Giza: the truth. Some might say it’s an oxymoron. Chris Ogilvie-Herald and Ian Lawton obviously don’t believe so, and have set out here to put the record straight on the enigmatic Giza Plateau. As one of the most ancient, and controversial, places on Earth, one would expect a weighty tome. And GIZA: THE TRUTH (available from Amazon US and UK) certainly is, clocking in at over five hundred pages. The question is – is it going to test your bookcase, or is it going to hold your door in place?
The authors have divided the work into three separate parts. Part I provides the essential background information on the Giza Plateau – the history, as well as theories and stories concerning this mysterious site. Straight away something different is evident about this book – it covers both the ‘alternative’ and ‘scholarly’ viewpoints, without the complication of shoehorning them into a certain theory. Instead, the reader is left to explore the story of the plateau in relative peace. Although this does make for slightly dry reading (without the usual fireworks one has come to expect in ‘Giza’ books), I found this part of the book to be absolutely fascinating and digested it in hearty gulps. Ogilvie-Herald and Lawton have uncovered many interesting facts and stories that until now had evaded the pens of other authors, and which are essential reading for any fan of Giza.
Once the reader has digested this material on the Plateau, the book moves on to the second part. In this section, the authors document the explorations of the site in the last thirty years and the theories that have been posited – the hunts for ‘secret chambers’, the controversy over the age of the Sphinx, and the Orion correlation theory. Again, there is a great deal of fascinating material presented here, with myths exposed and little known explorations put under the microscope. Unfortunately, it is in this section of the book where I feel the authors start to work from their own bias. Despite the ‘truth’ in the title, it soon becomes obvious that this is a subjective work. The authors have studied and absorbed the works concerning Giza, and are not afraid to pass judgement on some of the theories. This is not necessarily a bad thing – they do provide plenty of information for you to come to your own conclusions. But the focus of their criticism does seem to be on ‘alternative’ theorists, to the exclusion of other notables. More on this soon though.
Part III of GIZA: THE TRUTH narrows the discussion to the explorations and controversies of the last ten years (the Nineties) – more specifically, the hunt for the so-called ‘Hall of Records’. The authors examine many of the rumours that have abounded, and in most cases dish out exactly is what deserved. They also cover the personalities and politics that have become such an integral part of the story as we all know it. It is in this aspect, as mentioned above, where I feel the book falters in its attempt at thoroughly documenting the happenings at Giza. The focus seems to be well and truly on ‘alternative’ theorists, while other notable personalities involved at the Plateau escape with little criticism. Ogilvie-Herald and Lawton mention in the introduction: “Where such egos appear to take themselves a little too seriously…we will take sharp aim and let the arrows fly!”. Strangely enough though, perhaps the greatest ego of them all (and intrinsically part of the Giza Plateau), Dr Zahi Hawass, barely gets a mention. Instead the focus is often on authors Robert Bauval and Graham Hancock. While these authors may deserve their fair share of criticism (surely to be expected in any ‘alternative’ genre), balance is the key. In a similar way, the continued secretive explorations at Giza by Joseph Schor and acquaintances do not come under fire – instead they are basically lauded as ‘nice guys’. Such an approach may prompt the reader to wonder what agenda the authors have – which is unfortunate considering it is only one of a few flaws in what is basically an excellent work.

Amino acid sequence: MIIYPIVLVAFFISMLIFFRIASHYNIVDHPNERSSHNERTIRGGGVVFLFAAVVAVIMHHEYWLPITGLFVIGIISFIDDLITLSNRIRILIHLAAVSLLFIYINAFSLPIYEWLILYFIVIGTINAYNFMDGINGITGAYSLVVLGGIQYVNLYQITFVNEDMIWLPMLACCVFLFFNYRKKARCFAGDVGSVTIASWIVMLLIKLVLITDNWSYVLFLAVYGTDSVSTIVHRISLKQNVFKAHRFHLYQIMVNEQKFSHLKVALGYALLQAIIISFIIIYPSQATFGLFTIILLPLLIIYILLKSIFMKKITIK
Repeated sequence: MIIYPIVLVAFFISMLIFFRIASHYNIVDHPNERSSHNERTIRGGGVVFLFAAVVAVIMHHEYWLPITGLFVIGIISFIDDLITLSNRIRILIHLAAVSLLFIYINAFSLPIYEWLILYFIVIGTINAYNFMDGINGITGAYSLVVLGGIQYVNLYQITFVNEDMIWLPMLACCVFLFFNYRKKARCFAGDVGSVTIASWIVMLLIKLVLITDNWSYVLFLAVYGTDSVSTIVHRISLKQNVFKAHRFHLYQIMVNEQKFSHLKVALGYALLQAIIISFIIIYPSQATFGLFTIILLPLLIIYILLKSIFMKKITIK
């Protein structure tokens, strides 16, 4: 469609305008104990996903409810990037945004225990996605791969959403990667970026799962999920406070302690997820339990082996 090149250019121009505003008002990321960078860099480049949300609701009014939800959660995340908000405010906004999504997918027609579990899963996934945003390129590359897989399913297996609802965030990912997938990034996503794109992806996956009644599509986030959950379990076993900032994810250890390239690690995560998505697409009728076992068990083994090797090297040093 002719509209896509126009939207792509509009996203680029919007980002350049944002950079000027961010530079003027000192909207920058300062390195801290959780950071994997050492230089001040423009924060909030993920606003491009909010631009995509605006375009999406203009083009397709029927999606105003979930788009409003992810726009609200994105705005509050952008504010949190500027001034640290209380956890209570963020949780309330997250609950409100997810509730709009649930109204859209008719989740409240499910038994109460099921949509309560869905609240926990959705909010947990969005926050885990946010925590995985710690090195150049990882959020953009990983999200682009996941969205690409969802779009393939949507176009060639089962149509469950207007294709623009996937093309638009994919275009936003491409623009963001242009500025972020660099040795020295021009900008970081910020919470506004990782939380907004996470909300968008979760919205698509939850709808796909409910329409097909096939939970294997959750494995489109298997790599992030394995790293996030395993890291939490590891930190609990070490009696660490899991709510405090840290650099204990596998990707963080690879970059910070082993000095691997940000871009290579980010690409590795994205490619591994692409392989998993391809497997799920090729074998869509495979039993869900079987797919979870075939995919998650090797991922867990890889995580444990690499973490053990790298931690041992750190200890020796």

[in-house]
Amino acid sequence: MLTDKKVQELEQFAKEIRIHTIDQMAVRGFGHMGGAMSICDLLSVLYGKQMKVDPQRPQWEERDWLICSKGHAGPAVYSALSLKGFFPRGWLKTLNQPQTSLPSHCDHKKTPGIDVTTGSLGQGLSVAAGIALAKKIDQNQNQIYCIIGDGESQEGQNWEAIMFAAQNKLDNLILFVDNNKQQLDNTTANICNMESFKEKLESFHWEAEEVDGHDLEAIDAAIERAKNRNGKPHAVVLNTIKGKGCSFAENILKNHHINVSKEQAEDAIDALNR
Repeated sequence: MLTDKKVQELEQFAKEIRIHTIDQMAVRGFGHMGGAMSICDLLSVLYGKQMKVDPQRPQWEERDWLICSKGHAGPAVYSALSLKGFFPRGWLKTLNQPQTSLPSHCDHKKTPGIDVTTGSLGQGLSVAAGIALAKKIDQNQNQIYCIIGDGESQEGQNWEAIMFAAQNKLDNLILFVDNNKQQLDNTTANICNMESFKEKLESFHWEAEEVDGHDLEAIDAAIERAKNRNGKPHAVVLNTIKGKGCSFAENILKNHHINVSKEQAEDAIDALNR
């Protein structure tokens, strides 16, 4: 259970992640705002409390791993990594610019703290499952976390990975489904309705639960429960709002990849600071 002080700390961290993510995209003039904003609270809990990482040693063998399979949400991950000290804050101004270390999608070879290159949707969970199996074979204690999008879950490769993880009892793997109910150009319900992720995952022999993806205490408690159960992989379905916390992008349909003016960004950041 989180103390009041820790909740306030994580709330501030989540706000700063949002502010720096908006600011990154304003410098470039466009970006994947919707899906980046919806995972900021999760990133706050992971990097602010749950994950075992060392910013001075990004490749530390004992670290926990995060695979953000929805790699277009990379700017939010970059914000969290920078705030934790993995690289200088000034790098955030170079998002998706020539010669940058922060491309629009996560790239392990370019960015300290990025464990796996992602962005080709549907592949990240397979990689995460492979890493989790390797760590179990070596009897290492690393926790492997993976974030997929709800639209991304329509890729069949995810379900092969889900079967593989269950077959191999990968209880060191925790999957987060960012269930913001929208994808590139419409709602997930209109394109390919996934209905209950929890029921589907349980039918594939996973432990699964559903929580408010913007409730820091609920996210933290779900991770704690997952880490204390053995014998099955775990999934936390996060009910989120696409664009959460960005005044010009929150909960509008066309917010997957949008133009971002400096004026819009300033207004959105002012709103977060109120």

Overall, I would recommend that anybody interested in the Giza Plateau should take a look at GIZA: THE TRUTH. The criticism I have levelled at the book does not detract from the fact that it is an excellent reference work to have handy at all times, told in a well set out and highly readable manner. It must be noted that this review is of the first edition of GIZA: THE TRUTH – there is now an updated paperback which no doubt has many amendments. One of the more laudable actions of the authors has been to listen to criticism (for example, on the internet) and look at incorporating their reaction to it in the updated version. This demonstrates Ogilvie-Herald and Lawton’s desire to present a balanced view. To address any concerns about ‘biased reporting’, I would recommend a double purchase – GIZA: THE TRUTH and Robert Bauval’s recent SECRET CHAMBER…a companion volume and counter-balance wrapped in the one package (at least regarding aspects of Part II and III of G:TT). The story of the Giza Plateau is a fascinating subject, and worthy of even more in depth works. GIZA: THE TRUTH takes its place as a piece of this puzzle – a thoroughly enjoyable read, whether you agree with the authors or not. Certainly a worthwhile addition to your bookshelf – just make sure it’s a strong one.
GIZA: THE TRUTH by Chris Ogilvie-Herald and Ian Lawton is available from Amazon US and UK